Proceedings of The Physiological Society

University of Oxford (2011) Proc Physiol Soc 23, C74

Oral Communications

The effect of ageing on the control of breathing: a role for the development of obstructive sleep apnoea.

K. Pugh1, G. Balanos1, S. Taheri1, H. Griffin1

1. School of Sports and Exercise Sciences, University of Birmingham, Birmingham, United Kingdom.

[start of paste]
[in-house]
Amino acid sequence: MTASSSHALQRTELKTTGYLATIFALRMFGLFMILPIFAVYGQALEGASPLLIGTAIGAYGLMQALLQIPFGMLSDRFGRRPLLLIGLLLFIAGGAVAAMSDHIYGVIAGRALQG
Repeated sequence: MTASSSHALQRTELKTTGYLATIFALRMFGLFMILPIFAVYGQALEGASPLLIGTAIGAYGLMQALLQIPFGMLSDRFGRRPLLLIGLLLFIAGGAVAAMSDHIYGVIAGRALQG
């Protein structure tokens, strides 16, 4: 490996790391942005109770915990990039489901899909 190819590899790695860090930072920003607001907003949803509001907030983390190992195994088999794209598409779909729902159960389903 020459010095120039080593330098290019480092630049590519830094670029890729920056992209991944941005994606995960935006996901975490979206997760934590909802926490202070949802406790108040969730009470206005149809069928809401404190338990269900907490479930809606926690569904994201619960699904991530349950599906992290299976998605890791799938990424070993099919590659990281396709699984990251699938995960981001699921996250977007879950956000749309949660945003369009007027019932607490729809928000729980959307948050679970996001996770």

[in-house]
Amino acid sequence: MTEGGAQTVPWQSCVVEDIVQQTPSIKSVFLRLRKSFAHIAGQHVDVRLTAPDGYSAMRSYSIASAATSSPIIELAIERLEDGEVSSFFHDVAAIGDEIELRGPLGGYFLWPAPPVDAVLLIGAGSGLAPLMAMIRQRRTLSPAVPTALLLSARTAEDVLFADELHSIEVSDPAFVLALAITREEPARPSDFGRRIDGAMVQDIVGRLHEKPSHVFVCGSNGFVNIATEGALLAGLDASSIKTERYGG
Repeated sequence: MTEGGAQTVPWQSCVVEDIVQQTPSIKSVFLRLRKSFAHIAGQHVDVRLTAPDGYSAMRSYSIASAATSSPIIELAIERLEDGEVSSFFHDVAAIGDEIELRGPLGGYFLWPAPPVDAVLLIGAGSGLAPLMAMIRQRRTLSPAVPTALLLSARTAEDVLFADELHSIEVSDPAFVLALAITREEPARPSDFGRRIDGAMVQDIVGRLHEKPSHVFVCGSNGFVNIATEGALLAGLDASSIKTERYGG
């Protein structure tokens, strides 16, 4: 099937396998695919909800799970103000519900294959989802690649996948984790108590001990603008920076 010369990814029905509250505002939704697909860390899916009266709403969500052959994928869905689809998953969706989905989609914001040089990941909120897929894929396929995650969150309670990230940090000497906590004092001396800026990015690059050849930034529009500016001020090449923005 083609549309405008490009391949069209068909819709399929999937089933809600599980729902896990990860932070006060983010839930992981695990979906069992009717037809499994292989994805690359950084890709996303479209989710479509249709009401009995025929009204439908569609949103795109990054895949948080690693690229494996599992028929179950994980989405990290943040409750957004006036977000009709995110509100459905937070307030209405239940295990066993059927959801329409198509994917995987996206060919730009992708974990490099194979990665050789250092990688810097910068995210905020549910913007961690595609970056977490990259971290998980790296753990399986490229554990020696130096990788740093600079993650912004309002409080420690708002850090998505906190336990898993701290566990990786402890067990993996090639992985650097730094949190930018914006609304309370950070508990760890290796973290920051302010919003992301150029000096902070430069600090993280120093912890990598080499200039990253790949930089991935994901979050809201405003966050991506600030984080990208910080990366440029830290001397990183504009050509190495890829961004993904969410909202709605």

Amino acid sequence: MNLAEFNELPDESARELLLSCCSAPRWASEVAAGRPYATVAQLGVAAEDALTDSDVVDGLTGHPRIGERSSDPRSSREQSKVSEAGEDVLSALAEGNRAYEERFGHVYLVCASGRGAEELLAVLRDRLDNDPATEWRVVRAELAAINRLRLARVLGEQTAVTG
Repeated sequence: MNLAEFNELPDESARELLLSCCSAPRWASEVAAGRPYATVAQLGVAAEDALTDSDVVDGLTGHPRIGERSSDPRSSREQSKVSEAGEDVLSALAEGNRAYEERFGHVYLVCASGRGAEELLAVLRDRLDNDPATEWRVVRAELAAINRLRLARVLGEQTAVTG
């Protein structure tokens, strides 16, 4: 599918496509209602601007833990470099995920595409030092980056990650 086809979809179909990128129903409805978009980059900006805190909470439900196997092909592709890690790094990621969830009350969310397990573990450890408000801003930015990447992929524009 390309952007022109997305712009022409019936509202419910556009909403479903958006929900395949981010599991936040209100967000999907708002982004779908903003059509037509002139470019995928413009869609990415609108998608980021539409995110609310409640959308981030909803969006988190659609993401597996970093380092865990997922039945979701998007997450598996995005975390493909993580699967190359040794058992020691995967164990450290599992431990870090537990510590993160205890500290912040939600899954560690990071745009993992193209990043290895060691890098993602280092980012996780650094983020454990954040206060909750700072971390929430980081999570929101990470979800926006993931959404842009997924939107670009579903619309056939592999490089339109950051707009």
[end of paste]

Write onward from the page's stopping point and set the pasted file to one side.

Obstructive sleep apnoea (OSA) is a condition characterised by the frequent collapse of the upper airway during sleep. OSA is common among the general population, with one in fifteen adults presenting with moderate to severe OSA, but is much more prevalent among older individuals, affecting almost half of those aged over 60. One suggested mechanism for this striking prevalence in the elderly population is a change in the sensitivity of the control of breathing during sleep. (Younes, Ostrowski et al. 2001; Wellman, Malhotra et al. 2007). Existing research on the causal properties of chemical drive in the development and/or progression of OSA do not take into account the alterations in chemical drive brought about by OSA itself and chronic changes in ventilatory control that may persist post-treatment. Furthermore, most studies use inadequate re-breathing methods for eliciting ventilatory responses and/or the choice of middle-aged participants is flawed since this is not the population most at risk of OSA development. In the present study, our main aim was to investigate the effect of ageing on chemosensitivity by measuring the ventilatory responses of young (18-30 years) and old (60-75 years) participants. A second aim was to investigate the differences in ventilatory control in the older population, between those who were free of sleep disorders (non-snorers and apnea-hypopnea index (AHI) = 0), and those suffering from very mild sleep disorders (snorers and AHI<10). The presence of any form of sleep apnoea and/or snoring was tested using at home testing equipment (ResMed Apnealink). This allowed us to map the role of chemosensitivity in the evolution of sleep disorders in the elderly population. To evaluate chemosensitivity we used a hypercapnia multi-frequency-binary sequence (MFBS) challenge (Pedersen, Fatemian et al. 1999). A MFBS test involves a number of hypercapnic steps (10mmHg>resting Pco2) of varying duration. The hypercapnic steps were achieved using a dynamic end-tidal forcing system. Po2 was controlled at 100mmHg throughout the test. Using the MFBS test the contributions of peripheral and central chemoreceptors in ventilatory control can be assessed. Preliminary results showed a 15.3±6% reduction in the combined sensitivity of peripheral & central chemoreceptors when older healthy participants were compared to younger healthy individuals. In addition, when older participants with very mild symptoms of sleep disorder were compared with asymptomatic age-matched individuals, a 9.2±2% reduction in combined sensitivity was found. These results suggest a reduction in chemosensitivity with age. When this attenuation becomes too low it could play a role in the development of sleep disordered breathing.

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